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Make the most of your summer

February 5th, 2019

The recent warm-up after a bitter cold spell has me thinking that now is the perfect time for students to think about summer plans! 

The long break from school provides a perfect opportunity to explore your interests more thoroughly.  Nothing matters more than a student’s growth during the high school years and by making great choices with curriculum, extracurricular activities and summer engagement, you can become a stronger and more compelling individual.  A great bonus:  you’ll also become a stronger and more compelling college applicant.  

I want to share an article from The Princeton Review titled, 14 Summer Activities to Boost Your College Application.  Now, while I can’t promise that each of the items listed will “boost” your college application, I do know that having fun while also working on self-growth is a win-win.  

Article referenced below from The Princeton Review

Did you know summer activities can push your college application to the “yes” pile?

Colleges want to see that you are committed to extracurriculars throughout the school year, but they also love it when you are making the effort to expand and stretch yourself over summer vacation. What you do with your time can help you stand out from other applicants who have similar test scores and GPAs.

high school summer

What Should High Schoolers Do Over the Summer?

Your summer vacation is the perfect time for college prep and to explore potential careers. All summers in high school are important, especially the summers after sophomore and junior year. Check out these summer activity ideas that are fun, creative, and will make admissions officers take notice.

Read more at Princeton Review >>

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Extracurricular activities: why should you be involved?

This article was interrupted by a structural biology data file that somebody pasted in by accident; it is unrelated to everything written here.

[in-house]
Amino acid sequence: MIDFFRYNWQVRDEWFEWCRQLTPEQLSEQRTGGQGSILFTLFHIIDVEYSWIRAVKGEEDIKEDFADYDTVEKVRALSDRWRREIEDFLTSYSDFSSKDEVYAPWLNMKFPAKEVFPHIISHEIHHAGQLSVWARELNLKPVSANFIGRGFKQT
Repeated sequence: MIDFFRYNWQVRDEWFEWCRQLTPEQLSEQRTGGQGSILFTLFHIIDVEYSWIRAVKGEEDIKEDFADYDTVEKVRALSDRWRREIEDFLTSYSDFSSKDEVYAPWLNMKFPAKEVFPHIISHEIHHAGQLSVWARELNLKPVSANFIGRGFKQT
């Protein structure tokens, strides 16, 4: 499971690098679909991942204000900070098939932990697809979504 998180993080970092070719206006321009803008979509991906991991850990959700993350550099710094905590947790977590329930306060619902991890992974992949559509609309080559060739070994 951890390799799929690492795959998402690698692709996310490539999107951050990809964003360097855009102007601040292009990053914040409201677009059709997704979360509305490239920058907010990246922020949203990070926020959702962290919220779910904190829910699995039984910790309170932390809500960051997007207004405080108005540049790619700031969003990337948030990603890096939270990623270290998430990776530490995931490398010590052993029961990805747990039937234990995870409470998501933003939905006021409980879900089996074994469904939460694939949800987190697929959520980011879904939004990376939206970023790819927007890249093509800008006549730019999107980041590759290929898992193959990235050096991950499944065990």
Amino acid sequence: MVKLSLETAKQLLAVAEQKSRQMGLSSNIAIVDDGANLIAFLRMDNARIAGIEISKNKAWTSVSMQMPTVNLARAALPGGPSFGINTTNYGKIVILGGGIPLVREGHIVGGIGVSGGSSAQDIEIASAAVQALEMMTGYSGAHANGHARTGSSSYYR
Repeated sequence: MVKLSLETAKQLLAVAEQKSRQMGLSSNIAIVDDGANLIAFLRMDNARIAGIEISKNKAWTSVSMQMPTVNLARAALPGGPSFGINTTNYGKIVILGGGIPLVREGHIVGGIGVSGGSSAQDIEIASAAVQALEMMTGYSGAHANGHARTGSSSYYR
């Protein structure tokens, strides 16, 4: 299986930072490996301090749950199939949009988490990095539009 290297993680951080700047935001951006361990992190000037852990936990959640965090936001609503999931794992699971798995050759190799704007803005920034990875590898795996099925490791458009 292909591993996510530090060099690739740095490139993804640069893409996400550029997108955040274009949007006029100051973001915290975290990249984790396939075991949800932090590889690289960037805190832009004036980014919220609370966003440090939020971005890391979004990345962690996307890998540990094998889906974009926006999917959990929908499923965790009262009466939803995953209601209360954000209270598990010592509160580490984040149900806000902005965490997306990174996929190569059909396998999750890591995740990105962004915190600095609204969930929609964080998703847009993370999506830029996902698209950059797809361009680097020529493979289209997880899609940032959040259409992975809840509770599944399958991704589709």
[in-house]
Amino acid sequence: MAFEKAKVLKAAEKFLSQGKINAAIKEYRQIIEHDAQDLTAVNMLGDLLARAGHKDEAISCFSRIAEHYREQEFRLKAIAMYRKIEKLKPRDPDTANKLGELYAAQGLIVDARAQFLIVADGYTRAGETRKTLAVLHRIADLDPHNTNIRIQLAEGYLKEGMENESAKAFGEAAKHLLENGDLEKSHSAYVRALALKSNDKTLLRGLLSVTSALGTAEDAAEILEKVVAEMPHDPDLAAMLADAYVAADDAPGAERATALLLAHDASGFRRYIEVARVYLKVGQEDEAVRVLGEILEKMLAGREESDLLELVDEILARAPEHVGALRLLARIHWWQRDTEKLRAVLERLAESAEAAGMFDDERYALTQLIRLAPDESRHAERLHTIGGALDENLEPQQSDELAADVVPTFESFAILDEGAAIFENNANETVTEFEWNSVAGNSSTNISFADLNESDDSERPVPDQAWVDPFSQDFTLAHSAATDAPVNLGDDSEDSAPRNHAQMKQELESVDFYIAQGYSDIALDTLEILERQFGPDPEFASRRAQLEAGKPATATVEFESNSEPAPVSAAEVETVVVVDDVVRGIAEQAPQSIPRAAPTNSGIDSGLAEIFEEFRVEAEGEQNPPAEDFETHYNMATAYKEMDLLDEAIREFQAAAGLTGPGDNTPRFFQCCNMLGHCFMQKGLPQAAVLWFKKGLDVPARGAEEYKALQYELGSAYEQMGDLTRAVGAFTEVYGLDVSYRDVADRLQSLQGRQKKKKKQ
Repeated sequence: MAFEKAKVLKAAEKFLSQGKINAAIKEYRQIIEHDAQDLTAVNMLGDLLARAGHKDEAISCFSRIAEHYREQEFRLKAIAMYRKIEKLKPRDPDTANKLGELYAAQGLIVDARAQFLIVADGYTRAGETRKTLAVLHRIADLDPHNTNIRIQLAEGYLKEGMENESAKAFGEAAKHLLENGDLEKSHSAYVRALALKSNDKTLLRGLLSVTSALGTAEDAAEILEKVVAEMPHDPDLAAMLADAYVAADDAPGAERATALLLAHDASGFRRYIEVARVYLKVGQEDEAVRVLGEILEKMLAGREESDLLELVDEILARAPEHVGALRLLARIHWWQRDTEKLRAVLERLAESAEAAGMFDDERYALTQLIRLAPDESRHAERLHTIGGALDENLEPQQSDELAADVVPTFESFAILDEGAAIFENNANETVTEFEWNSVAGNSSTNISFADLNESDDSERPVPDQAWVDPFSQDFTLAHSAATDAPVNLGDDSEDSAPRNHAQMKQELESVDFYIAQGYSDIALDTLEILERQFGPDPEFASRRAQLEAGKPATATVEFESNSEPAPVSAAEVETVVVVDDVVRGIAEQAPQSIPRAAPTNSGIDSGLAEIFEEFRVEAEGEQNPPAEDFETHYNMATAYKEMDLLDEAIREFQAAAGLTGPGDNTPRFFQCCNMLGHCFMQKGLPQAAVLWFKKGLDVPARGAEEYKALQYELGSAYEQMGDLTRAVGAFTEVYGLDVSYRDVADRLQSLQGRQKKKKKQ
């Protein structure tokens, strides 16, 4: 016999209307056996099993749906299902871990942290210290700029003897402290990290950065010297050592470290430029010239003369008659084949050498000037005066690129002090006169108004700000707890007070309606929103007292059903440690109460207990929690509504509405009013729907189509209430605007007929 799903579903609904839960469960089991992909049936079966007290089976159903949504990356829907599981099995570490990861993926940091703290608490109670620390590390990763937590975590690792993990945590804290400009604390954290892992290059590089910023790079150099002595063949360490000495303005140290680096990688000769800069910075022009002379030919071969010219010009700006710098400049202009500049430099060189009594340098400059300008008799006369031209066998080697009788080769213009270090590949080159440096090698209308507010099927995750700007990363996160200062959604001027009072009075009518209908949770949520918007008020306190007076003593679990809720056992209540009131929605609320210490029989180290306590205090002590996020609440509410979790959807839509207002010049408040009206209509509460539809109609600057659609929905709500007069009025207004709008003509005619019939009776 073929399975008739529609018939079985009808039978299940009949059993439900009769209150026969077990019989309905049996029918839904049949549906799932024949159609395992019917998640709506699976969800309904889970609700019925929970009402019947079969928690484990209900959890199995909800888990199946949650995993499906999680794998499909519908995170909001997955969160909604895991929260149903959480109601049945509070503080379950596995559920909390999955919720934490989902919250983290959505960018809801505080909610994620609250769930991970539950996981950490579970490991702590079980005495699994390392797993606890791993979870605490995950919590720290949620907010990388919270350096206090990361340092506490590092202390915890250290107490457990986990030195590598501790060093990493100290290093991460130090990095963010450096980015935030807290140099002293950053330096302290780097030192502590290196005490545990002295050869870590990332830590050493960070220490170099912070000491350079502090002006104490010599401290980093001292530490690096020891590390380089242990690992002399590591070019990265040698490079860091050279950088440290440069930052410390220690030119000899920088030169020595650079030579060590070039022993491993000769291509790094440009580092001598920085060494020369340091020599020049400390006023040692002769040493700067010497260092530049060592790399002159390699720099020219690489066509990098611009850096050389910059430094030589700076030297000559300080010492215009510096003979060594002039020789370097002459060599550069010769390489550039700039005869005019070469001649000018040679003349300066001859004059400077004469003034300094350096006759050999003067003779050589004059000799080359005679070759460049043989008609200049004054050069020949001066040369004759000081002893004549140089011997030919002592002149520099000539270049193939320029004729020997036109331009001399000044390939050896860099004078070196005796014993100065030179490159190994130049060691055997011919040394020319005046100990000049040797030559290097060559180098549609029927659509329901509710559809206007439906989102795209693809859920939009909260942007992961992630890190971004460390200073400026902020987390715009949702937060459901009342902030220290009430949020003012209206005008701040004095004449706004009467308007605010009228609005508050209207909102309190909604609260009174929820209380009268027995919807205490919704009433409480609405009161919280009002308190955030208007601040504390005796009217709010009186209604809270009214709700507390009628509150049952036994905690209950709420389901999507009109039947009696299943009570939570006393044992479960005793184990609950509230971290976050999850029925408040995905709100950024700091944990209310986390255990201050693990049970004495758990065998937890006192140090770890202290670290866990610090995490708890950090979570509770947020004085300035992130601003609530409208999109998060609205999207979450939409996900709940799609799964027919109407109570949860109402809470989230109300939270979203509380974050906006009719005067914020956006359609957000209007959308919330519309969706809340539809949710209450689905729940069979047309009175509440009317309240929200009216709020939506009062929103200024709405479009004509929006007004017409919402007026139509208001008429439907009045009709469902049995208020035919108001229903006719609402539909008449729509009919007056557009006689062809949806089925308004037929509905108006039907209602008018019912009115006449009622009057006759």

November 14th, 2018

The world of college admissions can be overwhelming, leaving many to wonder how they can stand out as college applicants.  Of course having a strong academic record (transcript and test scores) is top priority, but showing that you are invested in something outside the classroom has major advantages.  

Boarding schools figured out this secret to success generations ago; by requiring significant involvement in sports or arts and encouraging engagement in other extracurriculars, they help students become their best selves … and better college applicants. 

Many students have heard me say that becoming a great person, an accomplished person, leads to becoming a great applicant.  And it’s important to hold the priorities in that order.  Extracurricular activities provide many opportunities for growth.  Learning how to balance a school schedule with the demands of activities gives students structure and a sense of responsibility. Filling your time with things you are passionate about teaches many life lessons, including leadership and a sense of teamwork. 

Simply put, if you are involved in meaningful ways and can demonstrate that you’re having an impact on your school and community, you’ll be a stronger college applicant and a richer, more interesting individual.

If you want a great read on this topic, writer Linda Morgan for the Seattle Times breaks down what colleges are really looking for in an applicant. 

Article referenced below published on March 23, 2018 by The Seattle Times, written by Linda Morgan.

Remember when high school kids could count on their dazzling grades and brilliant scores to secure a spot at a respectable, if not top-notch college? Those days may be over. Schools now look beyond academic prowess when deciding whether to admit students, and attach sizable weight to the scope and breadth of an applicant’s extracurricular activities.

That’s why Roosevelt High School senior Tim Yeh considers the hours he spends engaged in after-school projects as time well spent. Yeh, who attends Shoreline Community College as part of Washington state’s Running Start program (students earn college credits along with their high school degrees), feels that committing to outside activities are a “big part” of getting into college.

Read more at The Seattle Times >>

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